Will Wilson’s art projects center around the continuation and transformation of customary indigenous cultural practice. He is a Diné photographer and trans-customary artist who spent his formative years living on the Navajo Nation. Wilson studied photography, sculpture, and art history at the University of New Mexico (MFA, Photography, 2002) and Oberlin College (B.A., Studio Art and Art History, 1993).
Wilson won the Native American Fine Art Fellowship from the Eiteljorg Museum of American Indians and Western Art in 2017, the Joan Mitchell Foundation Award for Sculpture in 2010, and the Pollock-Krasner Foundation Grant for Photography in 2016. Wilson has held visiting professorships at the Institute of American Indian Arts (1999-2000), Oberlin College (2000-01), and the University of Arizona (2006-08).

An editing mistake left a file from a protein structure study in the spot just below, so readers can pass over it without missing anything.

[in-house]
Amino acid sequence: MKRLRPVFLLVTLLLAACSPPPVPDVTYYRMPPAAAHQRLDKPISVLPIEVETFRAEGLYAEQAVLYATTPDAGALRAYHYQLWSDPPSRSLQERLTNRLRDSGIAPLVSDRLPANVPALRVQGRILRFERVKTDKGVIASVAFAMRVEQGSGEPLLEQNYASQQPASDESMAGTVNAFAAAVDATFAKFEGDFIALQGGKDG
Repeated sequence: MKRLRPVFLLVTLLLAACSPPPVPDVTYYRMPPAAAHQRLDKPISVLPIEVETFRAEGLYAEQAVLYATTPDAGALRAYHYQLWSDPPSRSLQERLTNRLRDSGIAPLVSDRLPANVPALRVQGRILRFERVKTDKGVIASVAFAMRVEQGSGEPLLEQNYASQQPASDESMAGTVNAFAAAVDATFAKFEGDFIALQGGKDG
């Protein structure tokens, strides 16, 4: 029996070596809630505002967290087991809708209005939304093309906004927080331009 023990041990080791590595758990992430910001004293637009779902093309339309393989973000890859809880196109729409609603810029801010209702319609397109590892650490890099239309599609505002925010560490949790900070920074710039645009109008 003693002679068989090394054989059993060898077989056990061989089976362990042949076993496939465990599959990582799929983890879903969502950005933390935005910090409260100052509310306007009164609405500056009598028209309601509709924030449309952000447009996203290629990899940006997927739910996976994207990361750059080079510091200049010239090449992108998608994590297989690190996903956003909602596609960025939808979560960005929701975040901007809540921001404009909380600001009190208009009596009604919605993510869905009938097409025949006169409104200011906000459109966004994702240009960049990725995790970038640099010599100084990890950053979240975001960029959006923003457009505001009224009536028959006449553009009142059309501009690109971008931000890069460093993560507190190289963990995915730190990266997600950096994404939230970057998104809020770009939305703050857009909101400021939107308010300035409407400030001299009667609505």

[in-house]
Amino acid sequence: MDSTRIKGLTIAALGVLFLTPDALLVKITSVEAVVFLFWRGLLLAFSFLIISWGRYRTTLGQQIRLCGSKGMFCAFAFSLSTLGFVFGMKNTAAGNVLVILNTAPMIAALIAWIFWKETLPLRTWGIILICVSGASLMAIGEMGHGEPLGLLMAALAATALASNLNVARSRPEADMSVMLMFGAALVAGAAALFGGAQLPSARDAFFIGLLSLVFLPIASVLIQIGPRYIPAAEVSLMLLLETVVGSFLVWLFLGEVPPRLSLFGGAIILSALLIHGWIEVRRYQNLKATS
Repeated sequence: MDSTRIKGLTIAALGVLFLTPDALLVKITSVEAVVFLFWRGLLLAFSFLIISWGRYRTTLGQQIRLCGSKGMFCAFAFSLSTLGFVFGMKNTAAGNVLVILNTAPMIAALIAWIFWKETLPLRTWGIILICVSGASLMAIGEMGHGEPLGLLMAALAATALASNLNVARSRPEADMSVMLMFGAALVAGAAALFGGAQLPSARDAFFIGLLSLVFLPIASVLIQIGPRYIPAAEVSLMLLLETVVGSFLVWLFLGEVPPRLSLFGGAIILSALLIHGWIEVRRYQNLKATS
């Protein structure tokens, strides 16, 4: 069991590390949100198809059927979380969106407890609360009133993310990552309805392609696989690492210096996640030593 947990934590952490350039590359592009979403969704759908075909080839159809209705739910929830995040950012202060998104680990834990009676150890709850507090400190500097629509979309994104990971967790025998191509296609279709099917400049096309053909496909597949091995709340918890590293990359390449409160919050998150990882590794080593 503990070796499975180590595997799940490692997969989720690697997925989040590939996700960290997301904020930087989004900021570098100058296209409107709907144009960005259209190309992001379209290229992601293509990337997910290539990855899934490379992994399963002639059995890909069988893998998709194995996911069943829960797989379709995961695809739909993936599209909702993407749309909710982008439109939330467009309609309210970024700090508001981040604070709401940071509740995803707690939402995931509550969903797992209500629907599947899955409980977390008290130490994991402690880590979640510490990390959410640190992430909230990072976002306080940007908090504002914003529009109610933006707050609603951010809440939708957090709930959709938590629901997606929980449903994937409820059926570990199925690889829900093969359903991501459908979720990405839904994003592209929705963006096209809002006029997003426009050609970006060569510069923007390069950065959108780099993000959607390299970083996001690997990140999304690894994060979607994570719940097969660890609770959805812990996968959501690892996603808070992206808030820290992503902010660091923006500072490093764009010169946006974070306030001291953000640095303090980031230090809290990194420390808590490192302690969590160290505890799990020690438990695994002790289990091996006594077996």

From 2009 to 2011, Wilson managed the National Vision Project – a Ford Foundation initiative focused on contemporary Indigenous art at the Museum of Contemporary Native Arts in Santa Fe, and helped to coordinate New Mexico Arts’ Temporary Installations Made for the Environment program on the Navajo Nation.
His work, eyeDazzler, a Diné textile comprised of 78,050, 4mm, glass beads, QR codes, and web-based video was featured at the International Symposium on Electronic Arts in 2012. In 2017, Wilson’s received the New Mexico Governor’s Award for Excellence in the Arts and his solo exhibition, PHOTO/SYNTHESIS was presented at the Fred Jones Jr. Museum, in Norman, OK.
Wilson is part of the Science and Arts Research Collaborative, which brings together artists and collaborators from Los Alamos National Laboratory. He is also the Program Head of Photography at Santa Fe Community College.